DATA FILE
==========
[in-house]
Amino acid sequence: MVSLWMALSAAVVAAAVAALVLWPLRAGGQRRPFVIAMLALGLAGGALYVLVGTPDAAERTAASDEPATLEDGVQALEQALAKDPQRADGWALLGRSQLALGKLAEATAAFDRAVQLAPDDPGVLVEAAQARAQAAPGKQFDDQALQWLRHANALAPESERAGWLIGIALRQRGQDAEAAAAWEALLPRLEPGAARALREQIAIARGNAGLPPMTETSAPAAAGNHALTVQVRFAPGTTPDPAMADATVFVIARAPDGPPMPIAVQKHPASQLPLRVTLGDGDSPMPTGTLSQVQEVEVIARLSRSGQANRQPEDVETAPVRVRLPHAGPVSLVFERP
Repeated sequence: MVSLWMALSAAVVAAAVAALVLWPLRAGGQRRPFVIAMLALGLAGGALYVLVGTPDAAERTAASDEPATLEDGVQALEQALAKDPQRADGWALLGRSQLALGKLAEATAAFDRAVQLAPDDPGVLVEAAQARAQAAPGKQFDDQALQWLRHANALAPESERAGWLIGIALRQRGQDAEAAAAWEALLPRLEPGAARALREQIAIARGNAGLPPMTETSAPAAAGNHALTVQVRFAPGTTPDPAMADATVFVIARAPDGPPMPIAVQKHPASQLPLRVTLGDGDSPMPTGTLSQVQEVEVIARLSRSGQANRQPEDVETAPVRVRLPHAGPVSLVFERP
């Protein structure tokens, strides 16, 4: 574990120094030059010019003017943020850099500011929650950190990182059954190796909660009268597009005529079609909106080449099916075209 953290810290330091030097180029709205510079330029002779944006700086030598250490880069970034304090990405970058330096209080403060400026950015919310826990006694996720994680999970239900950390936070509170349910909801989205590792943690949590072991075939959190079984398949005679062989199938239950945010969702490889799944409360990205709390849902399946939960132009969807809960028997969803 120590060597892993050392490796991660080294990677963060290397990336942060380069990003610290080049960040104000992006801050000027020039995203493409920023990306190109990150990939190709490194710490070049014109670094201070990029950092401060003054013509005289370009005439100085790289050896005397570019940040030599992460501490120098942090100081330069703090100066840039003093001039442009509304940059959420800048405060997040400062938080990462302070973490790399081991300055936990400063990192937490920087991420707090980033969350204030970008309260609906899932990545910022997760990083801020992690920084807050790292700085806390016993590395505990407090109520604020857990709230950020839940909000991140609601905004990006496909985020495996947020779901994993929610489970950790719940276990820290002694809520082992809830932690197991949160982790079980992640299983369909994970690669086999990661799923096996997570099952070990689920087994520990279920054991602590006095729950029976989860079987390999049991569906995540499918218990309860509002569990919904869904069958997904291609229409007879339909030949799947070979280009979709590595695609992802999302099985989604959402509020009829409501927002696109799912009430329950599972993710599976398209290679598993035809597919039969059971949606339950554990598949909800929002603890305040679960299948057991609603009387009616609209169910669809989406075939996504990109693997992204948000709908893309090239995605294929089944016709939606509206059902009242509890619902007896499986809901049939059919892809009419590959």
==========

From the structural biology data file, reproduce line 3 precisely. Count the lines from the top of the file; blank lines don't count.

Repeated sequence: MVSLWMALSAAVVAAAVAALVLWPLRAGGQRRPFVIAMLALGLAGGALYVLVGTPDAAERTAASDEPATLEDGVQALEQALAKDPQRADGWALLGRSQLALGKLAEATAAFDRAVQLAPDDPGVLVEAAQARAQAAPGKQFDDQALQWLRHANALAPESERAGWLIGIALRQRGQDAEAAAAWEALLPRLEPGAARALREQIAIARGNAGLPPMTETSAPAAAGNHALTVQVRFAPGTTPDPAMADATVFVIARAPDGPPMPIAVQKHPASQLPLRVTLGDGDSPMPTGTLSQVQEVEVIARLSRSGQANRQPEDVETAPVRVRLPHAGPVSLVFERP